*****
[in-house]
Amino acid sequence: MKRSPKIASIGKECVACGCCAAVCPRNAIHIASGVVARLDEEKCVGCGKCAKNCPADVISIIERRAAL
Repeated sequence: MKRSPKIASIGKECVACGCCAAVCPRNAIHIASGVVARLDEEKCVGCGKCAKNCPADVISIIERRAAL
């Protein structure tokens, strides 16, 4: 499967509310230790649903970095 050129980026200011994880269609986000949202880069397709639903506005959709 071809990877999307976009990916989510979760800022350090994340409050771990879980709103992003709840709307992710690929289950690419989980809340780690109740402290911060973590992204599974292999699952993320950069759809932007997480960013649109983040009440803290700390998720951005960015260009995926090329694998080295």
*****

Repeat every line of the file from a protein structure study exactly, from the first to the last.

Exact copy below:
[in-house]
Amino acid sequence: MKRSPKIASIGKECVACGCCAAVCPRNAIHIASGVVARLDEEKCVGCGKCAKNCPADVISIIERRAAL
Repeated sequence: MKRSPKIASIGKECVACGCCAAVCPRNAIHIASGVVARLDEEKCVGCGKCAKNCPADVISIIERRAAL
């Protein structure tokens, strides 16, 4: 499967509310230790649903970095 050129980026200011994880269609986000949202880069397709639903506005959709 071809990877999307976009990916989510979760800022350090994340409050771990879980709103992003709840709307992710690929289950690419989980809340780690109740402290911060973590992204599974292999699952993320950069759809932007997480960013649109983040009440803290700390998720951005960015260009995926090329694998080295």